- July 01, 2003, Teresa Koltzenburg, Senior Editor
As a novice cyclist, I never put air in my tires. Little did I realize that “squishing” around Chicago affected my overall riding performance. Now, however, as someone who likes to think of herself as a cycling veteran (I've been injured in battles with four-wheeled vehicles twice — hit once by a cab, the other by a delivery van), I know the importance of even the smallest components in the riding process.
Same goes for any process, no matter if it's riding a bicycle, printing packaging, or applying a hot melt adhesive to an end product (or part of an end product): Process cognizance — of even the smallest components — determines overall performance.
So converters using hot melts will be glad to know hot melt adhesive technology suppliers are very pragmatic when it comes to their products.
“The hot melt adhesive our customer sells, typically, is a small component of the total value of the end product,” explains Kelon Morley, market development & commercial manager at Houston, TX-based Kraton Polymers (kraton.com). “Yet, if that adhesive fails, ultimately, that end product will fail, be it a diaper, cell phone, whatever the case may be.”
Kraton makes the block copolymers that are part of the final hot melt adhesive formulation, and though Kraton doesn't sell to converters directly, Morley knows converters' needs travel back up the supply chain. “Broadly speaking, what's required of a hot melt adhesive is low cost with reliable performance,” he says. “So you have a real high-performance demand that's in contrast with demand for low cost.”
This being the case, Kraton, as well as hot melt adhesive suppliers like H.B. Fuller (hbfuller.com), St. Paul, MN, face quite a challenge when it comes to investing in material development.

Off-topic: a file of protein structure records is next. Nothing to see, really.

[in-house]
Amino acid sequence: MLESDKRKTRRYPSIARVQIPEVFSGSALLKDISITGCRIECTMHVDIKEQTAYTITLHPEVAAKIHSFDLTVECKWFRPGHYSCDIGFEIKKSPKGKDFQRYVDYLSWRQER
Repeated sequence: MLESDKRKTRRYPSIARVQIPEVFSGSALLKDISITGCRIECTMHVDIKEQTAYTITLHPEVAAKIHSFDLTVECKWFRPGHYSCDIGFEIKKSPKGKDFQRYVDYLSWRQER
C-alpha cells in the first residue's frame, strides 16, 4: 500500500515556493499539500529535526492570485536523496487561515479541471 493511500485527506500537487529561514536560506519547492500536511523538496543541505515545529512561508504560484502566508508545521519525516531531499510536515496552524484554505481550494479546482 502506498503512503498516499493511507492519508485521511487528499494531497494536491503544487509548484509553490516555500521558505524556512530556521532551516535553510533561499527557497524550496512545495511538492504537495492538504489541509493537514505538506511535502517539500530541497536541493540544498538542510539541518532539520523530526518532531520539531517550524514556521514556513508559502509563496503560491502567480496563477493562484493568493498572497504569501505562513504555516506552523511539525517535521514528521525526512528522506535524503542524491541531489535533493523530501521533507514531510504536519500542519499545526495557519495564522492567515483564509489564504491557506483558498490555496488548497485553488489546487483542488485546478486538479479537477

“You have to be able to meet a minimum standard, and a lot of times, you like to exceed that, plus incorporate the economics,” explains Tom Rolando, program manager for H.B. Fuller's flexible packaging, adhesives, and coatings group.
In addition to the demand for high performance and reasonable cost, hot melt adhesive development and usage is influenced by the “need” for alternative materials. Rolando says the technology has been a boon in Canada. “When the Canadian government put restrictions on solvent (VOC) emissions, [companies] had to find alternative technologies.” (Unlike solvent-based adhesives, hot melts achieve solid state and strength by cooling — as opposed to solvent evaporation or removal.)
Morely adds hot melt development also has been affected by the need to eliminate “chemicals of concern.” He explains: “For example, there was an issue years ago in Europe; Greenpeace found the presence of organotins in diapers. [Ultimately], that impacts [our] products; customers are asking they be free of organotin compounds. [So essentially] more environmentally, consumer friendly products are [in demand].”
Equipment companies like HHS America Corp. (hhs-systems.de) also are aware of a slew of variables for hot melt application, including the ability to operate at very high speeds while applying — accurately — a very small adhesive “dot.” Says HHS president John Edgar, “The expectations for hot melt application include faster and more compact guns as well as the guns' ability to fit into machine areas they'd not been able to previously.” He adds the development of “all-electric” guns have been helpful in this “fitting” area because they individually “can supply the power necessary to open and close on a wide range of hot melts.”
Converters be cheered: Due to suppliers' non- “squishing” ways, hot melt technology is ripe for peak performance.
Restrictions of time and space limit the number of companies, products, and trends that we can discuss in these reports. For additional information, see PFFC's features and departments each month, consult the June Buyers Guide, and check pffc-online.com.